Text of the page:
Signs of being prone to adult diabetes are already visible at age 8 years old
Press release issued: 19 June 2020
Early signs of being more susceptible to type 2 diabetes as an adult can be seen in children as young as 8 years old, decades before it is likely to be diagnosed, according to a new study published in Diabetes Care today [19 June 2020].
The research looked at the effects of a genetic risk score for developing type 2 diabetes as an adult on metabolism measured from blood samples taken from the participants in the study when they were aged 8, 16, 18, and 25 years.
The study tracked over 4,000 participants in the Children of the 90s – a health study established at the University of Bristol in the early 1990s. Researchers combined genetic information with an approach called 'metabolomics', which involves measuring many small molecules in a blood sample, to try and identify patterns that are specific to early stages of type 2 diabetes development.
One of the leading investigators Dr Joshua Bell explained: “We knew that diabetes doesn’t develop overnight. What we didn’t know is how early in life the first signs of disease activity become visible and what these early signs look like. We addressed these by looking at the effects of being more genetically prone to type 2 diabetes in adulthood on measures of metabolism taken across early life. This would not have been possible without the Children of the 90s study.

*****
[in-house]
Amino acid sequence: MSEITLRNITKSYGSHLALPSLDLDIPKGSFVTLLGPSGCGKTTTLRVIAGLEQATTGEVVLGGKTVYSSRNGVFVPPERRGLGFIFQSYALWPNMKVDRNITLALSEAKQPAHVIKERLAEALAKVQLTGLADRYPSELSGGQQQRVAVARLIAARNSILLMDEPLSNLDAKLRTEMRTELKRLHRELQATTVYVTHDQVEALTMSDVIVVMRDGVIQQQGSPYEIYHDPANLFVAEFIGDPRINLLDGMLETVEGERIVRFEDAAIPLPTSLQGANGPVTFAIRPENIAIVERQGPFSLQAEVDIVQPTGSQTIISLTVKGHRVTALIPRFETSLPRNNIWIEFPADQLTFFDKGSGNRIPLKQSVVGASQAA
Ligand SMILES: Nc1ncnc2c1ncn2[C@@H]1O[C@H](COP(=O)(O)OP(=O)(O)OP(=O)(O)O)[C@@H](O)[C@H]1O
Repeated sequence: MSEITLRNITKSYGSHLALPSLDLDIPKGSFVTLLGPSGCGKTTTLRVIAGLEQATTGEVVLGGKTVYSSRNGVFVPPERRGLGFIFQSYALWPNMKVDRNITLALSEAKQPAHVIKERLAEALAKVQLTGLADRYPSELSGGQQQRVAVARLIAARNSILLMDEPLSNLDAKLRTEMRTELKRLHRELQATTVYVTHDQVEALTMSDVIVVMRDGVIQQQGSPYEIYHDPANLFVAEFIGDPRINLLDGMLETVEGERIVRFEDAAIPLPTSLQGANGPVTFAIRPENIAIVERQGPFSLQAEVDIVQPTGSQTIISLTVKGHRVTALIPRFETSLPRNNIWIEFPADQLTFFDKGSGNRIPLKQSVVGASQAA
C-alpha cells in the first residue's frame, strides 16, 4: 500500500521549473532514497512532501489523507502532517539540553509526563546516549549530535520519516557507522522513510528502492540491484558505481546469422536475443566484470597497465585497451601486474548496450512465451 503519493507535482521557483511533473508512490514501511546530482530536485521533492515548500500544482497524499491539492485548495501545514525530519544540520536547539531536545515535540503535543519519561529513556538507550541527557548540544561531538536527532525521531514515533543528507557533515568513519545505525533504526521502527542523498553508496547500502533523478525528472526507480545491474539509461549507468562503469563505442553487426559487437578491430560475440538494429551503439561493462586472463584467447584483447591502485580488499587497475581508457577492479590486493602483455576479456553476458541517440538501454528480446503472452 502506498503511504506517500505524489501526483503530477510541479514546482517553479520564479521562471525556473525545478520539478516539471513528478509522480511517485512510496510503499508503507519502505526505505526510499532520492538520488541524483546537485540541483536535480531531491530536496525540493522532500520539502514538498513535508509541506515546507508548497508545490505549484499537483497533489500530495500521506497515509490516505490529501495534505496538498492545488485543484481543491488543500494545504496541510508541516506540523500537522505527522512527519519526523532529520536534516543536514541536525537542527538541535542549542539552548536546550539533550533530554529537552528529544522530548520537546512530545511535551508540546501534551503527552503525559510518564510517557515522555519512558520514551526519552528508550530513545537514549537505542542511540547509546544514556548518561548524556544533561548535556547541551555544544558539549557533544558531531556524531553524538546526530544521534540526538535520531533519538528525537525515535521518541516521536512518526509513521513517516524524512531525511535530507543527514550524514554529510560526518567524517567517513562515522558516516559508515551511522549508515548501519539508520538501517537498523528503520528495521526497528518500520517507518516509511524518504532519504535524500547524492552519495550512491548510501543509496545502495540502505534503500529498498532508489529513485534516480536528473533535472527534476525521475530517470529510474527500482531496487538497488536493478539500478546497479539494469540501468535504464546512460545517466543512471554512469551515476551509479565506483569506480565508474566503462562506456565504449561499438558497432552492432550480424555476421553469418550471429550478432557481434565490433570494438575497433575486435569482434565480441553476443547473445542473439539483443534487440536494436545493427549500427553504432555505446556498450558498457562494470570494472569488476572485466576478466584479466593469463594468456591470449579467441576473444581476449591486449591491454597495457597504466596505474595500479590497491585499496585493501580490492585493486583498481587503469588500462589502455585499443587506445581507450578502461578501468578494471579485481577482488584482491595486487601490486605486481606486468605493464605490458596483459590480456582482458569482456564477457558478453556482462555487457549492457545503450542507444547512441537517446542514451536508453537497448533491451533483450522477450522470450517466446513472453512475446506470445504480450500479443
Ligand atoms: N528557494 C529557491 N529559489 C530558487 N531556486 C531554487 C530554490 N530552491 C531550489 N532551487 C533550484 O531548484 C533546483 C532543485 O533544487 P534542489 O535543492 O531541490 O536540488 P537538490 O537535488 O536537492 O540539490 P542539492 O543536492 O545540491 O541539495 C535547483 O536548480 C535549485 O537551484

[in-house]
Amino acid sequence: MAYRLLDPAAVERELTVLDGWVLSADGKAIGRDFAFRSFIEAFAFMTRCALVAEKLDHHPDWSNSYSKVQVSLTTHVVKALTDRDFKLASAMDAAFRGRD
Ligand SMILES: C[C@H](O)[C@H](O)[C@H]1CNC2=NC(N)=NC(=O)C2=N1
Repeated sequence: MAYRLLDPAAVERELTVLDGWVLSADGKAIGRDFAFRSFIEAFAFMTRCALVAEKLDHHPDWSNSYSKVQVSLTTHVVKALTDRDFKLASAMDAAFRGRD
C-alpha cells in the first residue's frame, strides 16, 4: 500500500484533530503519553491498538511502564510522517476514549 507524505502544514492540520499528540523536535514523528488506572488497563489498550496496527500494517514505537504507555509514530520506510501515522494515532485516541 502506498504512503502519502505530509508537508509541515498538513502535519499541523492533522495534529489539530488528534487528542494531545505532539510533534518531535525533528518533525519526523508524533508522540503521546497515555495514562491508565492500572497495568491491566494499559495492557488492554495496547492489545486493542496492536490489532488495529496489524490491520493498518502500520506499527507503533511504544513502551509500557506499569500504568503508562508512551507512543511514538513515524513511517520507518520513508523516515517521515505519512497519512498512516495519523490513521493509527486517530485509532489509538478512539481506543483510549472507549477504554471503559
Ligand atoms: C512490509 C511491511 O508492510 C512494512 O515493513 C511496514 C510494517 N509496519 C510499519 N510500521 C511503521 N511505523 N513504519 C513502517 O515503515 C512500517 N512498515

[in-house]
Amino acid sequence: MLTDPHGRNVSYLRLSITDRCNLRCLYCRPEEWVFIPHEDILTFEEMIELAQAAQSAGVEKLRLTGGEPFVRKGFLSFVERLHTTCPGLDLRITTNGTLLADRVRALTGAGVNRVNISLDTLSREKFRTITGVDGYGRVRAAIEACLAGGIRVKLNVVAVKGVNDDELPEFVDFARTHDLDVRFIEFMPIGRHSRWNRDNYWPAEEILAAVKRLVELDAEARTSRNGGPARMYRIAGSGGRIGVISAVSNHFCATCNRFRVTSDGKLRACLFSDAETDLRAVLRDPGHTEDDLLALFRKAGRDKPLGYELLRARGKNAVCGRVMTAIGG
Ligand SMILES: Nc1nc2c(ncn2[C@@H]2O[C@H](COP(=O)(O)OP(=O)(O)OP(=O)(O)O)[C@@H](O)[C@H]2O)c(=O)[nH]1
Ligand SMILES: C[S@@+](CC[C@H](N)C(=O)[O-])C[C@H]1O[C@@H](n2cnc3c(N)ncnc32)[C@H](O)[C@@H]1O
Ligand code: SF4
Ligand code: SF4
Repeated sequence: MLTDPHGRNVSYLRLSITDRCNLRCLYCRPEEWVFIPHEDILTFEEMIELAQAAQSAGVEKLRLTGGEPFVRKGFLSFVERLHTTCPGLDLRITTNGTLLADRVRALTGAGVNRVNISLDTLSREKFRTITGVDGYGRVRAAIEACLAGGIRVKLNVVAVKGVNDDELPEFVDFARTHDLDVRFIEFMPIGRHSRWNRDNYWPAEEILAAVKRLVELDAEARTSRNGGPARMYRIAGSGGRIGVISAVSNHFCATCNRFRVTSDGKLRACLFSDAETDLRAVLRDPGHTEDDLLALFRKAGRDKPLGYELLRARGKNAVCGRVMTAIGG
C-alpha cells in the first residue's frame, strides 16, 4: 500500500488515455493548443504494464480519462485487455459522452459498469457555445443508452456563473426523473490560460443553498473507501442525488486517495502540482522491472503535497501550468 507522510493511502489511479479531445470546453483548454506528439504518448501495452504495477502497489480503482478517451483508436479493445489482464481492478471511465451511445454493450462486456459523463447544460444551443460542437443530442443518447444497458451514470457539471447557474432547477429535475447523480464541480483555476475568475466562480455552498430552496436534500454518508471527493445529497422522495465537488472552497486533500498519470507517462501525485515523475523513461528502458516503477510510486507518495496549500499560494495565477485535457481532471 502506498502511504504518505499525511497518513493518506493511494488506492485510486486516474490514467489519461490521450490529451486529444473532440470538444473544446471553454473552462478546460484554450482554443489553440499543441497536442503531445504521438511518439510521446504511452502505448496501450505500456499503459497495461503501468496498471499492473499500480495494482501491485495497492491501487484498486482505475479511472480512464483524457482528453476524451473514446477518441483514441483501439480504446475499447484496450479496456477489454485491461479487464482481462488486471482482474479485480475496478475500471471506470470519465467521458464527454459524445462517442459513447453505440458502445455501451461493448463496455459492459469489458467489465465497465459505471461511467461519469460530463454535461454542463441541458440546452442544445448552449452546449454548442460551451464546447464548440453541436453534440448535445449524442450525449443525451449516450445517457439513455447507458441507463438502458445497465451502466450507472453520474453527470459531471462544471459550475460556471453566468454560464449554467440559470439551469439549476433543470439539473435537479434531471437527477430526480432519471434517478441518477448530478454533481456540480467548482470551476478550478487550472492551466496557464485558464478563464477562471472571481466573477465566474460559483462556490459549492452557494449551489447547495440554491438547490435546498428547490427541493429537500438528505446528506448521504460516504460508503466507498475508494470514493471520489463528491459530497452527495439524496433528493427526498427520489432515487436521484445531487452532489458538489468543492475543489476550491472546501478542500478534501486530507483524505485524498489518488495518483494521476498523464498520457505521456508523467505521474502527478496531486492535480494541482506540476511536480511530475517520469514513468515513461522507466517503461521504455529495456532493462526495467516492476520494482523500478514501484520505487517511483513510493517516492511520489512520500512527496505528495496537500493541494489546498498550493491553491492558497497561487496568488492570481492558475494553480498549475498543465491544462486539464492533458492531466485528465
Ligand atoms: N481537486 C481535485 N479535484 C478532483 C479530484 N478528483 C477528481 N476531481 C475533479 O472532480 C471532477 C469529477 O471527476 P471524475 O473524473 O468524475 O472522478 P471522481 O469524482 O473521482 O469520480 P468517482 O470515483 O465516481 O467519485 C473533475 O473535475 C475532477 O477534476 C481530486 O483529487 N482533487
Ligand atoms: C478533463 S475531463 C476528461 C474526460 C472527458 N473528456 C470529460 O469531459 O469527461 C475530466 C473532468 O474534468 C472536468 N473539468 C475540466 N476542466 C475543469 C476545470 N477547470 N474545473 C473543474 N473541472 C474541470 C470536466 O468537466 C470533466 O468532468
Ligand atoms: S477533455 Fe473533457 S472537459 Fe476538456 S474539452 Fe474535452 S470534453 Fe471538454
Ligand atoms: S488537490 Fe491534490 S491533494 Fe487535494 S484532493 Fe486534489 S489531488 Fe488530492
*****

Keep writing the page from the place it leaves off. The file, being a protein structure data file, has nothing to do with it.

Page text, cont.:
“Diabetes is most common in older age, but we see signs of disease susceptibility very early on – about 50 years before it’s usually diagnosed. Knowing what these early signs look like widens our window of opportunity to intervene much earlier and stop diabetes before it becomes harmful.”
The study was conducted among young people who were generally free of type 2 diabetes and other chronic diseases to see how early in life the effects of being more susceptible to adult diabetes become visible. In particular, certain types of HDL cholesterol were reduced at age 8 before other types of cholesterol including LDL were raised; inflammation and amino acids were also elevated by 16 and 18 years old. These differences widened over time.
Dr Bell continued: “We’re talking about the effects of susceptibility rather than of clinical disease itself. This does not mean that young people ‘already have adult diabetes’; these are subtle differences in the metabolism of young people who are more prone to developing it later in life.
“These findings help reveal the biology of how diabetes unfolds and what features may be targetable much earlier on to prevent the onset of disease and its complications. This is important because we know that the harmful effects of blood glucose, such as on heart disease, are not exclusive to people with diagnosed diabetes but extend to a smaller degree to much of the population.”
This study was funded by Diabetes UK, Cancer Research UK (Population Research), the Elizabeth Blackwell Institute for Health Research (University of Bristol), Wellcome Trust, Medical Research Council, and University of Bristol.